Burke's Restaurant didn't make it into 2011 — the downtown institution served its last onion rings in the final days of 2010. But most of the area's big dining stories of 2011 we won't know about until they happen; that's the way of the world.
There are a few stories that began developing last year (or even longer ago) that should be heading to some kind of a conclusion this year. We should be hearing soon about Bryan Voltaggio's plans for a second restaurant that he intends to open in Frederick, a more casual alternative to Volt. The owners of Aldo's in Little Italy are close to announcing a spinoff restaurant, too.
County diners are waiting to see if the sale of the Valley Inn to the Oregon Grille's Ted Bauer will go through, and what he'll do with the old dowager if it does. By the end of last year, construction had either stalled or had slowed to a snail's pace at the old Admiral's Cup, now in the Kali's Group (Kali's Court, Tapas Adela, Meli) and at the old Orchard Inn, which is now in the Mo's Seafood family. Construction on The Chesapeake restaurant will likely not be completed before the end of 2011, and no date has been set for the reopening for the restaurants disabled in the Dec. 7 Mount Vernon fire, Donna's, Indigma, and My Thai.
The Hippodrome will soon be announcing the headliner(s) for its second annual Foodie Experience. The first one last May, featuring Eric Ripert and Anthony Bourdain, was a big success, in no small part because of those chefs' easy rapport with the audience and each other. Baltimore Green Works is pursuing at least one big-name celebrity judge for its third annual EcoBall, scheduled this year for March 18, an event that features a "Top Chef"-inspired cooking competition among Baltimore International College students.
The only certain restaurant closing of 2011 is Obrycki's, which will finish up its 65-year run on Pratt Street in November, the restaurant's owners have announced.
Winter restaurant promotions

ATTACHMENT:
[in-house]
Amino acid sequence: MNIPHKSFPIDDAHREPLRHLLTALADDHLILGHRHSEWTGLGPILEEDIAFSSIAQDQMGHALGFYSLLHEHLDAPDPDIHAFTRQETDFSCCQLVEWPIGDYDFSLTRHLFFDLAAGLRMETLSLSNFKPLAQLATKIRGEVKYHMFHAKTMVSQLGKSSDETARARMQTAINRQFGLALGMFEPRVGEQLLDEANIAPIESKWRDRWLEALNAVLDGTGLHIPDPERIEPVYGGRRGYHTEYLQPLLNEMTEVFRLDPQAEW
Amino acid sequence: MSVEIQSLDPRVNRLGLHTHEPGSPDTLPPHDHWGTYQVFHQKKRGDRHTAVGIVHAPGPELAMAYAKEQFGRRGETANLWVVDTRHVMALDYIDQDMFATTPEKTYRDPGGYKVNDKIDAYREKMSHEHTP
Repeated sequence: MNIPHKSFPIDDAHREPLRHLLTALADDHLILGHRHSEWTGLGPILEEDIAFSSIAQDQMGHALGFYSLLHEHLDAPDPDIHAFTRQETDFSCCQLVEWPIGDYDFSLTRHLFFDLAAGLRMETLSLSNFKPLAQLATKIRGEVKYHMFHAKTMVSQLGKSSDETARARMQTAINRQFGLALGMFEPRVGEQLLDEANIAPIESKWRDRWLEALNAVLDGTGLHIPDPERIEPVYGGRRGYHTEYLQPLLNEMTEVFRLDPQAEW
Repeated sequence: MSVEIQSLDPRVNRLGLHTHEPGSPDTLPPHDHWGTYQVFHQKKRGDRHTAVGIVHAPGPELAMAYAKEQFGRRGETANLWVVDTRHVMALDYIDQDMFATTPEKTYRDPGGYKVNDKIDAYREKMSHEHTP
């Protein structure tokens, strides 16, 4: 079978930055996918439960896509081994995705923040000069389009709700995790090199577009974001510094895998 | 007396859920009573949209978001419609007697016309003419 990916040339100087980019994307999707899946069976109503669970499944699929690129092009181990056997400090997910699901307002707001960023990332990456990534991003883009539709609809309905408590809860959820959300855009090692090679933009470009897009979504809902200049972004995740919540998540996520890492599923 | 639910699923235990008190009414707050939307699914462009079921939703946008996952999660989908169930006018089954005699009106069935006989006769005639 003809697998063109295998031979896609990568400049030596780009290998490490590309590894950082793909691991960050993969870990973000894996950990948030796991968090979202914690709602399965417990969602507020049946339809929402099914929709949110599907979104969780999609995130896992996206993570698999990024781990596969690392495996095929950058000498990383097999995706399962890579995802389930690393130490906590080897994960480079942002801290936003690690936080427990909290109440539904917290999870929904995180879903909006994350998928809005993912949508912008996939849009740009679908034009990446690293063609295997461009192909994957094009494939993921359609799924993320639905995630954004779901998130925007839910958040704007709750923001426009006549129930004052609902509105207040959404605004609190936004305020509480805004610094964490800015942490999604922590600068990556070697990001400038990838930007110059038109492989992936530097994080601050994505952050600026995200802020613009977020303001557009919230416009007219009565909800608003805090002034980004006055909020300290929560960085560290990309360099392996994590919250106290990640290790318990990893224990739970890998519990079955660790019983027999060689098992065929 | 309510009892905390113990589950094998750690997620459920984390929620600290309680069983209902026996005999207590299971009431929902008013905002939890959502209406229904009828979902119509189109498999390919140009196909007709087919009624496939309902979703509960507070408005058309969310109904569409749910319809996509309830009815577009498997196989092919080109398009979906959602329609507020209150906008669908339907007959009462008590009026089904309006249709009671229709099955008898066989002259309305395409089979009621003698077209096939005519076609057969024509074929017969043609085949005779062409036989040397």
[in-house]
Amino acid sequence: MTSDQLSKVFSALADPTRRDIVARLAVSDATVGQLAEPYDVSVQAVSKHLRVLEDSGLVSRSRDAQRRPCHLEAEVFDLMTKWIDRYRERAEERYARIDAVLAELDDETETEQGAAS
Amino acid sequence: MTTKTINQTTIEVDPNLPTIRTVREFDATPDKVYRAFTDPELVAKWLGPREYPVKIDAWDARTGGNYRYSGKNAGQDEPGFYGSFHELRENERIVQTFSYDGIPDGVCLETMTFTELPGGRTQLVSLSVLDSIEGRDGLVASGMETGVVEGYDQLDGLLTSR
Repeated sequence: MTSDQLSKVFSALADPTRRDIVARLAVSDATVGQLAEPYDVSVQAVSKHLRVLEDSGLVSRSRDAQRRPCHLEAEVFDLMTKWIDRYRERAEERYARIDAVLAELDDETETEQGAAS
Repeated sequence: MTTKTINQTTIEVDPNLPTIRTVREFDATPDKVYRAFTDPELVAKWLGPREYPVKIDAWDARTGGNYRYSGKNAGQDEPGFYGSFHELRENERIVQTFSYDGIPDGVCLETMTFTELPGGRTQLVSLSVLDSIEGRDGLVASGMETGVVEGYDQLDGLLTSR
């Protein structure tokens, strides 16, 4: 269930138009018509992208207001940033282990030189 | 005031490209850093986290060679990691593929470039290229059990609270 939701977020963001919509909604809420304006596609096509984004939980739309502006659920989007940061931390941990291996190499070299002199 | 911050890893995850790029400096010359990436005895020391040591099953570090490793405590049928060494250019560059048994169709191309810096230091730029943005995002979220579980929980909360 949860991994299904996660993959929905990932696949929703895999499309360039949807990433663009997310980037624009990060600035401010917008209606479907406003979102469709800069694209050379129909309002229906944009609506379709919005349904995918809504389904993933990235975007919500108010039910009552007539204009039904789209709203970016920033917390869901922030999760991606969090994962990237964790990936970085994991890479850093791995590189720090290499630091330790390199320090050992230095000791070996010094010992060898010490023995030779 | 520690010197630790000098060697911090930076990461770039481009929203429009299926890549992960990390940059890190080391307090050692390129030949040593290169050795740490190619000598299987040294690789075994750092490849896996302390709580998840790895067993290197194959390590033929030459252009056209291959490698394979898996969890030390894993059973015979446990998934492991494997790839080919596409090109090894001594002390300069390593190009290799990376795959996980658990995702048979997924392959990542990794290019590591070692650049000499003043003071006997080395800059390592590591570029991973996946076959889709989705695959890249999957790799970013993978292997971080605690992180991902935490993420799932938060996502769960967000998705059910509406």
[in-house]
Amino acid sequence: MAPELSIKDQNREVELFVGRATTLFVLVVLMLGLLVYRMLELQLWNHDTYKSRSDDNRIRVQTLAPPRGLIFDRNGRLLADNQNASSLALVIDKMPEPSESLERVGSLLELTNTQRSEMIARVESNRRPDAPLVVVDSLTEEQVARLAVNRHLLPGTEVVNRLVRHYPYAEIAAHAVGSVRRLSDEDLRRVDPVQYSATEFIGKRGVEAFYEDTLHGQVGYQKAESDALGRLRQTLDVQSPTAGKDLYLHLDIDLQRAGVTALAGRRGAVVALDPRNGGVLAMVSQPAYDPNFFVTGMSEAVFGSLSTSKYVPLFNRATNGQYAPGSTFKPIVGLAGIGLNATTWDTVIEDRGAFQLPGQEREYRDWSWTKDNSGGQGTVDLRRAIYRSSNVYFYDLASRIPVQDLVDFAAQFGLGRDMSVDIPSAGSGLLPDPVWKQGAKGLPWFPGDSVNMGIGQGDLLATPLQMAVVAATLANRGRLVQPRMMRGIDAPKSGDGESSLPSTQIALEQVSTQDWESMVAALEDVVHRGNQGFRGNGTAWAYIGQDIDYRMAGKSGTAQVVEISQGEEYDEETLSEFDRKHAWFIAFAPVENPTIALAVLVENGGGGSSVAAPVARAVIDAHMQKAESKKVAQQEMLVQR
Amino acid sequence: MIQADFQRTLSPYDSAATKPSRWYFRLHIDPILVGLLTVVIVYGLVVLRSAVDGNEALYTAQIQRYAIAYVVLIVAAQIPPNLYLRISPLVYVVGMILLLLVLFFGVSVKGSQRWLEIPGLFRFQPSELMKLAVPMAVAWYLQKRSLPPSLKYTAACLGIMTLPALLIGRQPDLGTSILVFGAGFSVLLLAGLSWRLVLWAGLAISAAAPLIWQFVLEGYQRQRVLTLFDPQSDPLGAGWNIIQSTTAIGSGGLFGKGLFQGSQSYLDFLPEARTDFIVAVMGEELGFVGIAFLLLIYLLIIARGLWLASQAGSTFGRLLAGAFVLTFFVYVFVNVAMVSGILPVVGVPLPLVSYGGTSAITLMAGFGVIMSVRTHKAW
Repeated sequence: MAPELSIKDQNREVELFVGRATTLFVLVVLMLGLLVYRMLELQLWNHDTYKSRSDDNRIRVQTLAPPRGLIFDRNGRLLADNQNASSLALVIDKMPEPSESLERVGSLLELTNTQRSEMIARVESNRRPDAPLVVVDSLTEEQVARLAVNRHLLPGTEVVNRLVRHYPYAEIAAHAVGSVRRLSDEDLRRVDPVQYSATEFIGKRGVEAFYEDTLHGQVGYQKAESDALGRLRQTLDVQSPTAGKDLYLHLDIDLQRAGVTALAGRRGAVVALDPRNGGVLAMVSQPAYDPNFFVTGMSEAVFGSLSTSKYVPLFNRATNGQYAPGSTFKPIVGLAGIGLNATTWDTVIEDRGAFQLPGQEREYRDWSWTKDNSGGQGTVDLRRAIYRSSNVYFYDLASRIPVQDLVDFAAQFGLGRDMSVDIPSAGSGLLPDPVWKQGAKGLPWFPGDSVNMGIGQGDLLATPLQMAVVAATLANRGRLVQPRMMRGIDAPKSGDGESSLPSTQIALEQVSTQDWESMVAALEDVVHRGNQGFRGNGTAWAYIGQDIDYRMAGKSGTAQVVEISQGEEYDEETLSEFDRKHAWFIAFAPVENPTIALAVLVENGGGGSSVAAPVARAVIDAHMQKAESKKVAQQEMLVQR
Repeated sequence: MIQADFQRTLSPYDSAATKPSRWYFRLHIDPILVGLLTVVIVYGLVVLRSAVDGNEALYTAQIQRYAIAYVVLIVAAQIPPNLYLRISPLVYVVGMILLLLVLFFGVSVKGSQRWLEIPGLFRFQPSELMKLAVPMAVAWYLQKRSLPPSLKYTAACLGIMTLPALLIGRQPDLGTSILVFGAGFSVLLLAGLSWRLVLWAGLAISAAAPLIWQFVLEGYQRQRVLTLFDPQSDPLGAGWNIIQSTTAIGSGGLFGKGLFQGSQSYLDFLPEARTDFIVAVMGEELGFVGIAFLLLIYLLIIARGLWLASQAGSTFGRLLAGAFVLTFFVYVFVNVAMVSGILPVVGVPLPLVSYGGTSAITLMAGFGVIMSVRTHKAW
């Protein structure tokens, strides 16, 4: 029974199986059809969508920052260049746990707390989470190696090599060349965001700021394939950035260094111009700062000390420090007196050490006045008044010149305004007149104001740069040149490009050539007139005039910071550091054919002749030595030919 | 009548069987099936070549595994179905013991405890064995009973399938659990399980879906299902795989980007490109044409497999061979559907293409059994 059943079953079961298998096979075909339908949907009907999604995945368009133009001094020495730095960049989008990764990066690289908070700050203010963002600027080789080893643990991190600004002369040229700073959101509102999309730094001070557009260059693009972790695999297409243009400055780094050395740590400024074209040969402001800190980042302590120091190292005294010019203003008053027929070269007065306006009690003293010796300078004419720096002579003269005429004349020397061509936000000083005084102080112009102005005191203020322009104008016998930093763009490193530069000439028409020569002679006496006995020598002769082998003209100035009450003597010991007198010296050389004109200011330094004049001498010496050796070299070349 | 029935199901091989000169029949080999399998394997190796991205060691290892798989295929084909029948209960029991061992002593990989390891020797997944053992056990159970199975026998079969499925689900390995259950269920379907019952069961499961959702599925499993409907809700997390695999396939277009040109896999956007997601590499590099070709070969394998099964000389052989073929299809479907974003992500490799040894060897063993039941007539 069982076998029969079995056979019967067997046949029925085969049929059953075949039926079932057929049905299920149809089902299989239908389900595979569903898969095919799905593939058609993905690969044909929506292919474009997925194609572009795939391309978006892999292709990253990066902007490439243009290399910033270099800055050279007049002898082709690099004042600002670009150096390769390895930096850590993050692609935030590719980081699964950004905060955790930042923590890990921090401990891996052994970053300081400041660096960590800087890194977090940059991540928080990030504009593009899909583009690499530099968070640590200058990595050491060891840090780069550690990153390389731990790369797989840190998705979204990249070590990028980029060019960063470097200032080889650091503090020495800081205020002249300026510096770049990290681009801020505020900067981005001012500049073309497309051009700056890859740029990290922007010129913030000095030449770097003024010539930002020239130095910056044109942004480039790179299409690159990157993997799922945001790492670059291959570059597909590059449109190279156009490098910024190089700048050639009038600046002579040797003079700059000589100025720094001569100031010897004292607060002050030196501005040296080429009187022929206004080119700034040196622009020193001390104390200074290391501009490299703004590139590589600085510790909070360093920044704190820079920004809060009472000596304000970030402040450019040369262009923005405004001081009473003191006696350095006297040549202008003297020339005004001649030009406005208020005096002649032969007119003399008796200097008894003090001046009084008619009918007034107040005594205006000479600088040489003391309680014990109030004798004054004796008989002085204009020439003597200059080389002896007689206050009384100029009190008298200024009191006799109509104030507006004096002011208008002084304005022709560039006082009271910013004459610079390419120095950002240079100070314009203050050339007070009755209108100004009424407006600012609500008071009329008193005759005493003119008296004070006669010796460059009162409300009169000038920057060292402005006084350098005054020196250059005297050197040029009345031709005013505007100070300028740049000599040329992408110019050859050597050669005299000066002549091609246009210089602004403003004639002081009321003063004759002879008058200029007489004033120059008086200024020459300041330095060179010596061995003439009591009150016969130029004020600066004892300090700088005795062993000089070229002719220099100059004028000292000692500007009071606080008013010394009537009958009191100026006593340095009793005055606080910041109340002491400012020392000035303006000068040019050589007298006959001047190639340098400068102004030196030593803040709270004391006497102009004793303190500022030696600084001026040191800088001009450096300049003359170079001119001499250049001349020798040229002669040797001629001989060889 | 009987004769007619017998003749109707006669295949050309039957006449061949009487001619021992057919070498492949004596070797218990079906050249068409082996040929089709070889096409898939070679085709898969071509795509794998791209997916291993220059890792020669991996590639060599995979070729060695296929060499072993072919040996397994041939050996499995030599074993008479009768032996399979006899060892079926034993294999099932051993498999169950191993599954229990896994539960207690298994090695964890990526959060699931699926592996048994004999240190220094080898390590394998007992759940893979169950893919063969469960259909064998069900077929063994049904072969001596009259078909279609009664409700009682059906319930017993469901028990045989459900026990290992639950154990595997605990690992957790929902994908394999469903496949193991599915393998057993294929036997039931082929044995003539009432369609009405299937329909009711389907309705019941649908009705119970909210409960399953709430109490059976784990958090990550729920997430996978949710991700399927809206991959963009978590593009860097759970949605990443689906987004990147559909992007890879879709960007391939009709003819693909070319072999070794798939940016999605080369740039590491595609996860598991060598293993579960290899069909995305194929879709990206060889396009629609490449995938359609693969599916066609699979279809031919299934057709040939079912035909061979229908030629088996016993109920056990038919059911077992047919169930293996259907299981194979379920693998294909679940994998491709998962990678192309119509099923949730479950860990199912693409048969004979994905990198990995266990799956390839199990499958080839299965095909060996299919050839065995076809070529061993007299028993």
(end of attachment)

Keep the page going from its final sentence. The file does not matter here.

The first big event of 2011 is just around the corner. Both Baltimore City and Baltimore County will be launching their winter dining promotions, which are still quaintly called "Restaurant Weeks." The county's version, its first winter edition, begins on Jan. 14 and runs through Jan. 28. The city's promotion runs from Jan. 21 through Jan. 30.
The county's first attempt at a seasonal promotion, which debuted in the summer, didn't really have county-wide representation; it was confined mostly to the northern communities. The latest promotion, thought, spreads to the southeast reaches of Middle River and Essex, but not, as far as I can tell, to western communities — notably absent are Catonsville Gourmet, Matthew's 1600, and Regions. The list (baltimorecountyrestaurantweek.com) was still being finalized this week.
The county's promotion includes an innovation worth noting. Participating restaurants can fix their promotional multicourse prices at $35.11, $30.11 or $25.11 for dinner and at $20.11, $15.11 or $10.11 for lunch. Obviously, this allows inclusion of restaurants that wouldn't normally be able to participate meaningfully in a one-fixed-price-fits-all promotion. Some diners might see a downside to this inclusiveness, though; elsewhere, seasonal dining promotions are designed to showcase the cream of an area's restaurant crop.
The city's promotion (baltimorerestaurantweek.com) will offer fixed price dinners for $35.11 and lunches for $20.11. There looks to still be the critical mass of participants an event like this depends on, but there do appear to be some notable omissions this year, restaurants that have participated before but aren't showing up on the current roster, at least not yet. Among them are Abacrombie, Brewer's Art, B&O Brasserie and Chameleon Cafe.
Every year you hear rumblings about Restaurant Week Fatigue, but these promotions continue to be successful.